Move To Nicaragua
So, You Want to Move to Nicaragua…
Perhaps you’ve decided you want to move to Nicaragua and you’re wondering just what you should bring from home and what you should leave behind.
First, congratulations on your choice to relocate to Nicaragua. It is a wonderful, warm country that is mostly undiscovered by your fellow Americans (or any other country for that matter).
The truth is, you can find just about everything you need in Nicaragua. There is no need to bring anything at all, if you don’t want to.
In fact, you could simply throw on a backpack and go, picking up the necessities and more upon your arrival. Of course the idea of paying again for something you already have is likely not very appealing to you. But you may find that the cost of buying an item the second time is more attractive than paying the cost of shipping the original.
Then there are those personal items that hold sentimental value to you. You’d likely move them at just about any cost.
What we’re getting at is that there is no right or wrong as to what you should bring with you when moving to Nicaragua. It’s a very personal decision and it very well should be. Different people will choose differently and for many reasons.
That said, here is some specific advice on what to take for your move to Nicaragua.
Moving Household Goods to Nicaragua
As we’ve eluded to, just about everything you’d need you can find in Nicaragua. But it may not be exactly the same as you’d find back home. If you’re set on certain brand names of clothing for instance, chances are you’ll not find them in Nicaragua. Indeed, items imported from the US are typically more expensive in Nicaragua. Often 40% or more than you’d pay back home. If you’re after those items at any cost, there are malls that cater to the Nicaraguan upper crust. These malls have stores you’re likely very familiar with, at least by name if not by personal shopping experience. Names like Kenneth Cole and the Gap are among those familiar to most Americans. Because Nicaragua is economically challenged, you can easily find a local to custom tailor a whole new wardrobe for you very inexpensively. So you may want to store or discard most of your clothing back home.
Oddly there are very few department type stores in Nicaragua. So if you’re on the hunt for housewares, you’re going to have to do some detective work. But if you’re willing to put the effort in and you’re not fussy about a particular brand name, you’ll find what you need much cheaper than back home.
Most Expats bring electronics and computers from home. They’re easy to bring with you and would be very expensive to replace in Nicaragua.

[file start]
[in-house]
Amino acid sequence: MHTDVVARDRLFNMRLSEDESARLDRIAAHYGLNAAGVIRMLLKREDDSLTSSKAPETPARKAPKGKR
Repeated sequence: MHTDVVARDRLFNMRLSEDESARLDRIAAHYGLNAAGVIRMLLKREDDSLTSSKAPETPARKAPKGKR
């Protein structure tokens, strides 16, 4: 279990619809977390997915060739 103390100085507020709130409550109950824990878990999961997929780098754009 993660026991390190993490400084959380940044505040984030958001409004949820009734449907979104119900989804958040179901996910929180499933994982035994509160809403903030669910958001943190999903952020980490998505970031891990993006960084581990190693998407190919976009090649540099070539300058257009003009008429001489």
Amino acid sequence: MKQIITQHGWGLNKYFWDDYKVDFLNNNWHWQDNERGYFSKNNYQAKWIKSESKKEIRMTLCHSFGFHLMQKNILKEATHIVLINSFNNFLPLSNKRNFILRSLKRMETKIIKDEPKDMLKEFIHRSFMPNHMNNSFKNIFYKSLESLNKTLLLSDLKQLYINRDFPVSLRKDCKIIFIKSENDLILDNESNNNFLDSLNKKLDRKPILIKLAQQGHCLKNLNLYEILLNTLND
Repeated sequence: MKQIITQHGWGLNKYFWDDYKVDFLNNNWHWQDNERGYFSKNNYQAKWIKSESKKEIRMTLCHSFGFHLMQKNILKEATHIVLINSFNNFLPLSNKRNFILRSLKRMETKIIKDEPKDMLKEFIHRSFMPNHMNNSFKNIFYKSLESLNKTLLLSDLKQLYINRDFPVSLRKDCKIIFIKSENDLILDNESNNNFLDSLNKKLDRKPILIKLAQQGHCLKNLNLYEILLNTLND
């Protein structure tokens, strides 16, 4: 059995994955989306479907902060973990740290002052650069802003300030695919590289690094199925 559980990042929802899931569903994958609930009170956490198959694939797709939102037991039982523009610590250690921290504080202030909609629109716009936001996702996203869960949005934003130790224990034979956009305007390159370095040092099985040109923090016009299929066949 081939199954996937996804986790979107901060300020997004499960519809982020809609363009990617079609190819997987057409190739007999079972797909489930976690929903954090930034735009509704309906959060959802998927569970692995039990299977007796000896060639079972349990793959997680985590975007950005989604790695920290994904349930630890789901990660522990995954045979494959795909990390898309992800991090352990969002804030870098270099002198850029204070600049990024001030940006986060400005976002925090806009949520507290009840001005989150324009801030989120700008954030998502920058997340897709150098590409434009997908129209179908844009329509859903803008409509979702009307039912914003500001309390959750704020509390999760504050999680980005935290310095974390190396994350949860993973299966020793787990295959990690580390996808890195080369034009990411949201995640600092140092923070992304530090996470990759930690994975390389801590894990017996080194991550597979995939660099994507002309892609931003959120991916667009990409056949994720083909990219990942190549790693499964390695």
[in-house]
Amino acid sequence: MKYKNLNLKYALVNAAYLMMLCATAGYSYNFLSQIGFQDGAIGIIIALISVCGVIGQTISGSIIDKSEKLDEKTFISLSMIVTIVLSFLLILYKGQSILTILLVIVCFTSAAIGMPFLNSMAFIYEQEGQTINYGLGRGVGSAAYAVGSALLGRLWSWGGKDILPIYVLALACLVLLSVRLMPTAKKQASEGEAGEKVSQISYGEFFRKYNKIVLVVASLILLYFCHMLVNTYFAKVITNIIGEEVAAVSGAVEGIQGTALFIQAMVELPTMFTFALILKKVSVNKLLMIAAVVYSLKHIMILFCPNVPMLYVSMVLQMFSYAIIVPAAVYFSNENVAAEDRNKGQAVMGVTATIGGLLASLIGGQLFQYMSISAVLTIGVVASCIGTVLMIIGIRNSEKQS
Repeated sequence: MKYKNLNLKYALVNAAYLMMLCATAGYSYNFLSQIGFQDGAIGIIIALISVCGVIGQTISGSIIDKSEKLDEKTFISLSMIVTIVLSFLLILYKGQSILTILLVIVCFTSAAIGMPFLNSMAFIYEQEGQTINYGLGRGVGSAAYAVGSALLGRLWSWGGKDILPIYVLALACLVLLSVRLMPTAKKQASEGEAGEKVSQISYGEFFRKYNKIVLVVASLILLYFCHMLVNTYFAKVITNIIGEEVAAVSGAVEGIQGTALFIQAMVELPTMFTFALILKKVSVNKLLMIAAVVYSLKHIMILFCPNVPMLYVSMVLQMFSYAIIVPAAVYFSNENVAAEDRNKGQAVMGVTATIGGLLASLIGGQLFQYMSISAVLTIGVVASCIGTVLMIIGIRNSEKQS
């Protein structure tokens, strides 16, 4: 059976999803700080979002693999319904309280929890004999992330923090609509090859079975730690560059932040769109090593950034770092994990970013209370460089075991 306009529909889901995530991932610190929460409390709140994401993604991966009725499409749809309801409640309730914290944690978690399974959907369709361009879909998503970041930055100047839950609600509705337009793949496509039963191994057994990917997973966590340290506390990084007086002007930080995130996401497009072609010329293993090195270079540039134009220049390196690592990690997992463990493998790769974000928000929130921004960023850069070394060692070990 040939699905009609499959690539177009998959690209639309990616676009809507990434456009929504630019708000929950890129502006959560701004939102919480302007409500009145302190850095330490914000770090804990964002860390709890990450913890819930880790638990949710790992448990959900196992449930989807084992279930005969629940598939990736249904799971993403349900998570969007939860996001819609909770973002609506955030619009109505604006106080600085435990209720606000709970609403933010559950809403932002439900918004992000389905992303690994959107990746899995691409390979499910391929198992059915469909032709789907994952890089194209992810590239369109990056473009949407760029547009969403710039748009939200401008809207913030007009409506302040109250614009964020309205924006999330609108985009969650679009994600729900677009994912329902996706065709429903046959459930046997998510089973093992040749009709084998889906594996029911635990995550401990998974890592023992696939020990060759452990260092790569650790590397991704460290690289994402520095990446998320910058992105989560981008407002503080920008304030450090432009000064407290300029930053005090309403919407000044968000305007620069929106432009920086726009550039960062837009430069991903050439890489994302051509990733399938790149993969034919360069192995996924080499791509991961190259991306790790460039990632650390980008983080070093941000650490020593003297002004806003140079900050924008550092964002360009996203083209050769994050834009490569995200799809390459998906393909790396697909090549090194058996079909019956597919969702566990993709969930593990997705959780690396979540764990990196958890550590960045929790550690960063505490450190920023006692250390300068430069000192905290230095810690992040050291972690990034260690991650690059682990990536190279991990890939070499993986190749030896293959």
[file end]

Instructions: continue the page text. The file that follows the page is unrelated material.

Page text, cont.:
Of course, medicine is something you don’t want to play guessing games with. Bring enough of your prescription drugs to last a significant time and have a plan to get more from the US in case you’re not able to find what you need in Nicaragua.
[More on costs of medical treatments and supplies]
Another consideration when bringing your belongings into Nicaragua is import duties and taxes. Fortunately, the Nicaraguan government has put incentives in place to attract foreigners, particularly retirees. If you’re a retiree, then you can import US$20,000 of your personal belongs into the country completely tax free.
You can also bring your personal vehicle too if it’s less than 10 years old. So, for most people, you could bring just about everything you’d need and want for everyday life – without fear of paying duties and fees.
Of course, you still have to get it there. And that’s where personal choice comes in. Do you want your own stuff bad enough to pay the exorbitant cost for shipping it?
Getting It There
Bringing your belongs to Nicaragua is not going to be cheap or easy. The basic process is this: you arrange for a shipper to ship a container full of your stuff to Nicaragua where it will sit for an indeterminate amount of time in customs clearance.
Shipping costs generally go by weight and/or dimensions (size of container) so providing a cost estimate here is not practical.
The fees are also higher if you live further inland in the US and/or in Nicaragua since the container has to be transported to and from the ship that brings it.
One last thing regarding shipping. Please do your homework. There are a lot of sharks in the shipping business – from people who will unscrupulously overcharge you to those out to steal your belongings.
That’s not to say that you should be fearful about relocating your belongings to Nicaragua. Not at all. Just decide carefully what you need to bring and what you can live without. Then choose a qualified shipping company with a great reputation and they’ll help you sort out the rest.
There you have it. You are all set to make your move to Nicaragua!